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Friday, December 2, 2016

Wives - Ask Me How

Name: Wives
Album: Ask Me How
Year:1995
Style: Punk, Alternative, Hardcore
Similar Bands: L7, Bikini Kill, Red Five, Jennifer Trynin
One Word Review: Brooding Commuter Traffic Punk
Based Out Of: NYC
Label(s): Go Kart Records, Reservoir
Ask Me How: Cover, Liner Photo, Record
Ask Me How: Back, Liner Notes, Record

Ask Me How (1995)
  1. Let Em Go 1:57
  2. Half 2:45
  3. Deserve 1:35
  4. Radiator 1:45
  5. 100 Sorries 2:20
  6. Smooth Stone 2:34/
  7. Rich 4:19
  8. Roam 2:50
  9. Lipstick 3:02
  10. Away 2:12
  11. 8ball 3:32
Album Rating (1-10): 6.0

Members & Other Bands:
Susan Horwitz - Guitar, Vox
Mary Dunham - Bass, Backing Vox (Crystallize My Penis)
Tracy Almazan - Drums, Backing Vox (Transisters)
Danio Saratak - Digital Editing
Victor Luke - Engineer
Erika Noize - Asst Engineer
Tony Dawsey - Mastering
Dean Ripsler - Producer

Unknowness: Never heard of them, but from the cover and back band image, I can only assume this is an all group dirty grunge band. I expect lots of fuzz and droning guitars. But will it border on pop punk or straight gritty rock or something else, we'll see!

Album Review: Not much is out there about this band of three women, apparently hailing from NYC, and part of the hard stop hardcore scene there. It must have been quite the gimmick for three women in that scene, and I imagine it was not easy, but what do I know. Perhaps they shared a basement show with Life of Agony. I really wish it was a better album. Music and vocals just don’t go together all that well, and I think it was trying to appeal to too vast of an audience.

“Let Em Go” starts off the album with some pulse pounding, driving chords and drums. It is heavy and bombarding. The vocals don’t offer much  in terms of adding to the aggression. They feel lighter and although not very melodic, other than the chorus of Oh-Oh’s, they seem a little whiny.
“Half” is more power-rock, with a catchy riff. The vocals remind me of Jennifer Trynin, and are kind of layered over without much energy. The chorus brings the energy, with speed and tempo pick up, and the vocals also match the energy, rolling along, with the chorus echoing the title. The song delves back into the set-up verse, and stops and pivots again into the onslaught of the chorus…again not more than a pop-punk song.
“Deserve” takes off with a speedy bass and drum driven song. Tempo pauses are punctuated with lyrics in the chorus. By the third verse, fuzzy guitars playing in the foreground.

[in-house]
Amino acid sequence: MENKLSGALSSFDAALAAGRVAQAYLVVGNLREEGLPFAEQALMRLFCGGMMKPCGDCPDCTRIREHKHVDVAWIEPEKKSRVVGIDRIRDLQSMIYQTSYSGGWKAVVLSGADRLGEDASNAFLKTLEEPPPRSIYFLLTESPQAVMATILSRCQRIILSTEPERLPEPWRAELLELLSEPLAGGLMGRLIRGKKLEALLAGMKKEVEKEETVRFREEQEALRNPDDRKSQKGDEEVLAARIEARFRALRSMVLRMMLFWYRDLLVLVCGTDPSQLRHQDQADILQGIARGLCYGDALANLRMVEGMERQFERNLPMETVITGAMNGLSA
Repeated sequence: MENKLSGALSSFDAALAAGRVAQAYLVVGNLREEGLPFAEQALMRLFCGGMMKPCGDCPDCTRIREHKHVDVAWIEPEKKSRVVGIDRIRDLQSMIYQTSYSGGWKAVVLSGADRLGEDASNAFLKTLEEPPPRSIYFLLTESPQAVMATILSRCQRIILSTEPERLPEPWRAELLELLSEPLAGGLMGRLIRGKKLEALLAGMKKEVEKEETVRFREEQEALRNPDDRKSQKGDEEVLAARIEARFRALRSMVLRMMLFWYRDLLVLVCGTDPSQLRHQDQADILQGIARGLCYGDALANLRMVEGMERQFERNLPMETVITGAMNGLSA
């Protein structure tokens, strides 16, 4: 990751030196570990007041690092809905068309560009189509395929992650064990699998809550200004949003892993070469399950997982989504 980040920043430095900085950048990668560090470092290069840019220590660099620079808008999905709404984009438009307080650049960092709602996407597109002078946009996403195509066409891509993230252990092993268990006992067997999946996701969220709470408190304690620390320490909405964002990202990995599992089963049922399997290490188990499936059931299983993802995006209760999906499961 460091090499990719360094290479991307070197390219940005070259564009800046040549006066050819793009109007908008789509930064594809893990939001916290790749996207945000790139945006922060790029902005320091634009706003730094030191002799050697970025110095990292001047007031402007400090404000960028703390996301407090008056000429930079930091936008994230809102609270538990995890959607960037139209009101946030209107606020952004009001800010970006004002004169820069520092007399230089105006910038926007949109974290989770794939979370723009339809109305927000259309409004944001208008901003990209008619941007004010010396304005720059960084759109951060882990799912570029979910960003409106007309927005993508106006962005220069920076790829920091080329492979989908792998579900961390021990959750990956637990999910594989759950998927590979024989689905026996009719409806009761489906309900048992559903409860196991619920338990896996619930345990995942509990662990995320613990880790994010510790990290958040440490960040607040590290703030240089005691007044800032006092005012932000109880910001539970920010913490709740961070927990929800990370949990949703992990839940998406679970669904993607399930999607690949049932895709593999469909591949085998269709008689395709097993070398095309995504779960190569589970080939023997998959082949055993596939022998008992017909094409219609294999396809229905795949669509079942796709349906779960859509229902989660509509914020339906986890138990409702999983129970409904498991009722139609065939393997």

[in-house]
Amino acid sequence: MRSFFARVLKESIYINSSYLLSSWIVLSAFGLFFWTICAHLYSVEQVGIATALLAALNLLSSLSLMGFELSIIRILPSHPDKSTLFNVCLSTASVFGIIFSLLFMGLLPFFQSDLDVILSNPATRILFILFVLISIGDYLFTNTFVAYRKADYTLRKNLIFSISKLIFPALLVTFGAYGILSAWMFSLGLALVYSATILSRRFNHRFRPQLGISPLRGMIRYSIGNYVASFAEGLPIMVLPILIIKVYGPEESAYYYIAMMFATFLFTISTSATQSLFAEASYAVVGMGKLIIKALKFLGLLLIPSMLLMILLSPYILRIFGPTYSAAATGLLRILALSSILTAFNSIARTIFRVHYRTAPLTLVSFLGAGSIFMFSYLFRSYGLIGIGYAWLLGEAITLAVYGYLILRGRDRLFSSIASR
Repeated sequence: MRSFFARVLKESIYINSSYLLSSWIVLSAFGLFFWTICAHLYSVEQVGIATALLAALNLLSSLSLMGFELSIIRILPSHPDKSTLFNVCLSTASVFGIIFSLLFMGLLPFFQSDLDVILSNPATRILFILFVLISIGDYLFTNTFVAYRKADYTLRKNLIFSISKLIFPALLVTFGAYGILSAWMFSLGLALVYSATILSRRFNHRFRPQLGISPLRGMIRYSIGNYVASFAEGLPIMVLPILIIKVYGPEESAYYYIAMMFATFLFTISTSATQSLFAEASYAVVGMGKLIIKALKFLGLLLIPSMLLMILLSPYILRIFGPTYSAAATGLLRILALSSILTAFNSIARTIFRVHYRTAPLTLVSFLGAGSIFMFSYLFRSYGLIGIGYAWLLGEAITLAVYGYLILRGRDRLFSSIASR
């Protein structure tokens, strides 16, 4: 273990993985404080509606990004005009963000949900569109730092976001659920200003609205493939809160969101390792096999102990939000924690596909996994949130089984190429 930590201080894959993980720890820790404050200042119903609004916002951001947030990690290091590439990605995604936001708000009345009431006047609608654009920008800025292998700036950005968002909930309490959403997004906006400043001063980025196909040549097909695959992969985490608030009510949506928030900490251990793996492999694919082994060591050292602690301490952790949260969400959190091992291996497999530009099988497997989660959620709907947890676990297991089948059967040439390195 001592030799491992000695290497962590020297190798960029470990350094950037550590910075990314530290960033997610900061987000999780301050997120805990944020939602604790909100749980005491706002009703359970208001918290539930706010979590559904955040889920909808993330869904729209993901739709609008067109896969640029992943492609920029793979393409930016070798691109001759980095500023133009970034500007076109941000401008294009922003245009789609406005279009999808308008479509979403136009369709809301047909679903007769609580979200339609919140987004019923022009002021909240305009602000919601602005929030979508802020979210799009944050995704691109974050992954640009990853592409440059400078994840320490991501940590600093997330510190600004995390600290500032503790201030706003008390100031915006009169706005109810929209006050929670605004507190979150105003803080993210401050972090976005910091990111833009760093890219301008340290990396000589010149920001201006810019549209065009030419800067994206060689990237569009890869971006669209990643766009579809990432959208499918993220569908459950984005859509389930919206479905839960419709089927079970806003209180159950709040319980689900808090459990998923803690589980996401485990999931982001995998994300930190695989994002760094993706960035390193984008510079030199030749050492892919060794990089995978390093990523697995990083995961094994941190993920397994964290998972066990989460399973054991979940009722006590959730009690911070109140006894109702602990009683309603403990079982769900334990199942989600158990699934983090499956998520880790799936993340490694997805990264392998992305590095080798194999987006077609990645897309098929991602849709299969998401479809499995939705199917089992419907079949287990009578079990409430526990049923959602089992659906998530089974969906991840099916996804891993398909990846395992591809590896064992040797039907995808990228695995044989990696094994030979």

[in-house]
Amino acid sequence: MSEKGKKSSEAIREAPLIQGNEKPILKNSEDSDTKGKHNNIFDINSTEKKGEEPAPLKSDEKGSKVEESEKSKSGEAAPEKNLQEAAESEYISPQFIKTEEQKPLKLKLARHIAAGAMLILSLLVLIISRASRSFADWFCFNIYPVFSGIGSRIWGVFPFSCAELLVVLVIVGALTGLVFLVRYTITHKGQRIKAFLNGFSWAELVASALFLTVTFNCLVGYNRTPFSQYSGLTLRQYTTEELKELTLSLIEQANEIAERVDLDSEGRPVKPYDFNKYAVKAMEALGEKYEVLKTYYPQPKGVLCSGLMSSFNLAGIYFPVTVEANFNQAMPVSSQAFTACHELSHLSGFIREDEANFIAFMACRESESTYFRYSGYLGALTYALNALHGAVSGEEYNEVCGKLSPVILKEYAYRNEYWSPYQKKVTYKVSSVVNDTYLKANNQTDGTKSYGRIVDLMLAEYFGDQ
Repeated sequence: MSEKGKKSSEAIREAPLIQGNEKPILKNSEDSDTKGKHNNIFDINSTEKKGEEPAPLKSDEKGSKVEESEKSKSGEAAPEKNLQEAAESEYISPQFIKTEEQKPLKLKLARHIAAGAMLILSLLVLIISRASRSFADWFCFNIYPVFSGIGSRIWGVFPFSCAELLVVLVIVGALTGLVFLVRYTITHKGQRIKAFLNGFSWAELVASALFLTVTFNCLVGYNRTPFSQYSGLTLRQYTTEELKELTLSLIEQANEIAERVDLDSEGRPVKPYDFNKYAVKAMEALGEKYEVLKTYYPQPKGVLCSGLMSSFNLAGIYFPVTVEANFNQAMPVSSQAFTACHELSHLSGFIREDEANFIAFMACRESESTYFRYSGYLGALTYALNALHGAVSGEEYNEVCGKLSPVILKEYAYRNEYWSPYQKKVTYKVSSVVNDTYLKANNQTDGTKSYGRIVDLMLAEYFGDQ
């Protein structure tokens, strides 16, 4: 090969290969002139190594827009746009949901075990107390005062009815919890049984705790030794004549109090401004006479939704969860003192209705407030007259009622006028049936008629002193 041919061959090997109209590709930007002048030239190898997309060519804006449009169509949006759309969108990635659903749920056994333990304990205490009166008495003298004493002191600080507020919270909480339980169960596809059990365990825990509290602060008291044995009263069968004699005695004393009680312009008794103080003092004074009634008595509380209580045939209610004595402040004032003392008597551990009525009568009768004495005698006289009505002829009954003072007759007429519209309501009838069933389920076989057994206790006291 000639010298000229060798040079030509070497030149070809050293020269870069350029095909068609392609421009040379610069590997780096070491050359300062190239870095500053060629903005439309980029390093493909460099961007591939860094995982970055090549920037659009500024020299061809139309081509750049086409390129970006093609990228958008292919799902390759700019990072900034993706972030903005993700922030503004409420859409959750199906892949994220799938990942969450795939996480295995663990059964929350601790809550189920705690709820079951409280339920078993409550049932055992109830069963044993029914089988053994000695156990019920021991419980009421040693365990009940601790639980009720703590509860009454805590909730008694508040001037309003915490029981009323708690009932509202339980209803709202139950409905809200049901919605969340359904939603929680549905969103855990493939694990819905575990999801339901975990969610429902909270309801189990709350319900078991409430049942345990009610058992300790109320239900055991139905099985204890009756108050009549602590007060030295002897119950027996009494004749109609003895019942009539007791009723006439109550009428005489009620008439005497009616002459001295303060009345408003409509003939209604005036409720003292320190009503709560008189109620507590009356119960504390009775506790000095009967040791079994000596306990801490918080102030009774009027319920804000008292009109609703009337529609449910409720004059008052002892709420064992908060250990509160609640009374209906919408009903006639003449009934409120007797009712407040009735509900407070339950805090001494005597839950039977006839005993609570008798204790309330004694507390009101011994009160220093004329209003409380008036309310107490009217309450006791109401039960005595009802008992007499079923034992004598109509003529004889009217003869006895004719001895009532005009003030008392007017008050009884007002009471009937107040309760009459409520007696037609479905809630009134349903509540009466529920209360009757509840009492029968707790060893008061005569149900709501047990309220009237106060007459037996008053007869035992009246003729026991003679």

“Radiator” could be the same song, just another driving tempo with spoken word vocals layered over. The paces is more like commuter traffic, driving at one moment, then slowing down, then aggressively picking back up, trying to pick up lost ground.
“100 Sorries” has a three chord, dark tone, but is played fast, and comes off angry, even if the vocals don’t match the music’s pace. The tempo again has a wave form of speed. The chorus is more of a stomp, while the verse and bridges are all driving. The instrumental finds balance between the two styles.
“Smooth Stone” begins with a guitar riff. This song has a bit of a driving tempo, but would fall into much more of an alternative-rock genre, not as hardcore as the other tracks. There is a bit of Sleater-Kinney shared chorus vocals here and a little more energy, aside from the whiny vocal tone.

“Rich” borders on surf-punk, and the vocals tremble over the music. The bridge is driving, and builds up to the chorus, a staggering stomp, broken up by the vocal phrases. The instrumental is pushed along with the two chord bass line and is covered over with a ringing guitar. The lead vocals are low in the verse and give it a sinister, evil tone.
“Roam” is started with shattering, grinding guitar chords and a playful bass line. The pace of the song is quite jarring once the vocals begin. It feels like it can never quite get going, but that’s on purpose. Like its namesake, the melody roams all over the place, meandering here and there, driving ahead and pulling back at random intervals.
“Lipstick” has a lot of feedback and a tempo that tried to get started. The bass rounds things out, and slows the melody into a steady pace. Feedback still persists, but the song is far from hardcore, and one in their alternative arsenal.
“Away” begins to drive from the start and never lets up. Good for a circle pit, there is only a short full-stop, and restart as the chorus hits. After the instrumental, the music slinks down, but gets ready to blast off…and does. Not a big fan of the vocals in the chorus…just sounds half-hearted, and not right for the tone or pace.
“8ball” is a slower, building and brooding track. But it finds a steady pace, and at parts, reminds me a little of PJ Harvey. The melody and changing style makes it very hard to hold onto a purpose, and the album ends in a whimper.

Stand Out Track: Half

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